The sixth letter of the Georgian alphabet is and all the resources I have describe it as being like English v or IPA [v].

But especially in the common word ნახვამდის (goodbye) the sounds a lot more like an English w than an English v.

So what's happening here? I can't seem to find anything mentioning approximants or semivowels in Georgian at all.

  • Does the sound depend on adjacent sounds?
  • Does it vary regionally?
  • Does it vary from individual speaker to speaker?

Also what it does sound like w is it an IPA [w] or something different like a bilabial? To me it sounds a bit different to English w but I'm not a real linguist so I can't decide what it is.

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    One common thing that happens is for one phoneme, especially a labial one, to display a lot of individual, or dialectal, variation from simple lip rounding [w] through [ʋ] to [v], if there are no other contrasts in that area. In other words, they may be simply allophones. – jlawler Dec 12 '11 at 15:47
  • Disclaimer: I'm a real linguist, but I deal with syntax and semantics rather than phonetics and phonology. And I'm sure I know less Georgian than you do. But this is a fairly common phenomenon, on a number of levels. English speakers understand what Germans are saying when they occasionally (or even continually) substitute [v] for [w], for instance. – jlawler Dec 12 '11 at 15:50
  • Yes I'm pretty sure they are allophones, I guess I want to know the how and why, the phonological rules, about the allophones in that case. Neither Wikipedia nor my two textbooks seem to mention anything. – hippietrail Dec 12 '11 at 16:47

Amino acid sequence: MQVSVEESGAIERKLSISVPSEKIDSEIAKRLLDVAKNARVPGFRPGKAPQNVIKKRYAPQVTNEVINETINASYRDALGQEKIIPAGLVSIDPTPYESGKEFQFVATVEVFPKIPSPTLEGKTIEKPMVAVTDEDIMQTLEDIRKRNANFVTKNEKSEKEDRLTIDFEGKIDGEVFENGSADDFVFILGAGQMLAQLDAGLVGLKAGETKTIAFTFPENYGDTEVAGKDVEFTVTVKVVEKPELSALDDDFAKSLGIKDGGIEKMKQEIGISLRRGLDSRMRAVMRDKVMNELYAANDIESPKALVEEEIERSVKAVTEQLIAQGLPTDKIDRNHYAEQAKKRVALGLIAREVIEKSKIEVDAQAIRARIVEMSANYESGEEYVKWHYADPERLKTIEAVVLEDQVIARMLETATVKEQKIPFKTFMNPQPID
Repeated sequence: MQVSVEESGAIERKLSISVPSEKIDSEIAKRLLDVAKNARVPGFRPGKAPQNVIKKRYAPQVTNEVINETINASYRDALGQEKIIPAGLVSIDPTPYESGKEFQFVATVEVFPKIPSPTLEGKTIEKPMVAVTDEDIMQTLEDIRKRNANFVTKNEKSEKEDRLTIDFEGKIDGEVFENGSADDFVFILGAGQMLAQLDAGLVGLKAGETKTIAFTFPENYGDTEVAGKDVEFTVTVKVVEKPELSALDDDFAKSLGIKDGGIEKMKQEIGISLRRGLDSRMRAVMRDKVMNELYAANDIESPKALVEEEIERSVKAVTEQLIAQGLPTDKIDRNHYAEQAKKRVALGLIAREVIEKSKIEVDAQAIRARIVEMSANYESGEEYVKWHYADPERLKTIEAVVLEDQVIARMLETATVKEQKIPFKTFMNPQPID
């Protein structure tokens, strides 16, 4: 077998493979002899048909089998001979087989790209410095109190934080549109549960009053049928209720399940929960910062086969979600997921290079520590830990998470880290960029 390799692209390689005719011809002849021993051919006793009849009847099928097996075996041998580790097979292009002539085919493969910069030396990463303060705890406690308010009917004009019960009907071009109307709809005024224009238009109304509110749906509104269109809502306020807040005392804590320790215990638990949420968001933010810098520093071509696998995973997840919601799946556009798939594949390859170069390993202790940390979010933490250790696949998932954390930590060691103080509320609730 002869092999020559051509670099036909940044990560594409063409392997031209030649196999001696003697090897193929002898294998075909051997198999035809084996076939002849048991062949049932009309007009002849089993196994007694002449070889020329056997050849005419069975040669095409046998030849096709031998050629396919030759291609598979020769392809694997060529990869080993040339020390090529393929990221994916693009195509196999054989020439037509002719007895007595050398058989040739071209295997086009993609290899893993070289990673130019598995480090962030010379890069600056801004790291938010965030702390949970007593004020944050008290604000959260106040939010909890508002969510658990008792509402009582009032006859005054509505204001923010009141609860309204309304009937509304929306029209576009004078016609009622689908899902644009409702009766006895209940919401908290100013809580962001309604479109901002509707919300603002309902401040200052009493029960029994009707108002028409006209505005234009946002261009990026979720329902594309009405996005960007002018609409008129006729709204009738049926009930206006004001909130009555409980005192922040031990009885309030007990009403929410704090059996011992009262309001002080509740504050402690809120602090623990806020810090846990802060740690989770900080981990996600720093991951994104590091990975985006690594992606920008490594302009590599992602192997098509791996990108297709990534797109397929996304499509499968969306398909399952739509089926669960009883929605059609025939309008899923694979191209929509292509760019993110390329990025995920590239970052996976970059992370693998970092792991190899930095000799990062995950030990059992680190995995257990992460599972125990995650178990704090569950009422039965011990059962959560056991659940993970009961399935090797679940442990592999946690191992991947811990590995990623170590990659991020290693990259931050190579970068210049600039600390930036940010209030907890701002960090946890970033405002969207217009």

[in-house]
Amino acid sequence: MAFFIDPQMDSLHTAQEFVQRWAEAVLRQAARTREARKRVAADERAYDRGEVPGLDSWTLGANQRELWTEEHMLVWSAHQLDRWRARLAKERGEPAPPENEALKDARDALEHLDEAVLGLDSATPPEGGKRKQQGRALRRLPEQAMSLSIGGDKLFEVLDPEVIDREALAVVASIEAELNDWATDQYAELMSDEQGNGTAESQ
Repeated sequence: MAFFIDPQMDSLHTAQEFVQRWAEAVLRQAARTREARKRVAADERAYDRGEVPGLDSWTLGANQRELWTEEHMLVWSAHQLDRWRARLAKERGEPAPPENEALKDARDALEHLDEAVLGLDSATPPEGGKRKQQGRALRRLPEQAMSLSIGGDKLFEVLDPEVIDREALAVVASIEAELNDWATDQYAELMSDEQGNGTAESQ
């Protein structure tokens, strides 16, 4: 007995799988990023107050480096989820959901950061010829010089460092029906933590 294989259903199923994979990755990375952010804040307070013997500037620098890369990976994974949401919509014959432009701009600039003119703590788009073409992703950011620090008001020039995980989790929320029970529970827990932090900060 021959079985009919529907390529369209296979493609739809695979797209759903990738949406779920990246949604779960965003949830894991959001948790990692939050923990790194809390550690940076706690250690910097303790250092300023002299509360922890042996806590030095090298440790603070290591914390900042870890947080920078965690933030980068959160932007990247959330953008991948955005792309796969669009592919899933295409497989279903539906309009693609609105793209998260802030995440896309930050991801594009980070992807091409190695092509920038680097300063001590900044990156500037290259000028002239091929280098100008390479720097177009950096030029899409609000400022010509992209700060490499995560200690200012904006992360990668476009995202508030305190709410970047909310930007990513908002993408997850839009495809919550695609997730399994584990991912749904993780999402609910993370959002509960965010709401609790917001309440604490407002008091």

• It's quite possible it's a dialectal feature of the village or clan that the speakers(' ancestors) came from, preserved in migration. Any language spoken in mountainous territory is going to have lots of regional variation. – jlawler Dec 12 '11 at 20:59

The grammar/references you've been looking at are perhaps giving a more archaic pronunciation for the word, or a regional/prestigious pronunciation. This happens in Russian, where most grammars give [ɕt͡ɕ] (or the English approximation: fre shch eese) instead of [ɕː] for <щ>, even though the latter is more common now.

What I was able to find: "Orthographic (i.e. <ვ>) stands for the bilabial glide [w], especially after consonants, and for the labiodental fricative [v] elsewhere."


Georgian Harmonic Clusters: Phonetic Cues to Phonological Representation Ioana Chitoran Phonology, Vol. 15, No. 2 (1998), pp. 121-141 Published by: Cambridge University Press

  • "where most grammars give [ɕt͡ɕ]" - where? I have never seen such a thing. – Anixx Jun 16 '16 at 20:53

I think it is more of a socioeconomic class (and perception of) differentiation. the people i have encountered who pronounce it as w also do not pronounce the r sound the same as more well spoken people. the instance of formality seems to come into play also.

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    I tried and failed to detect it spread this way when I was in Georgia, but not convincingly so. What variation did you find with "r" exactly? – hippietrail Dec 28 '13 at 7:28

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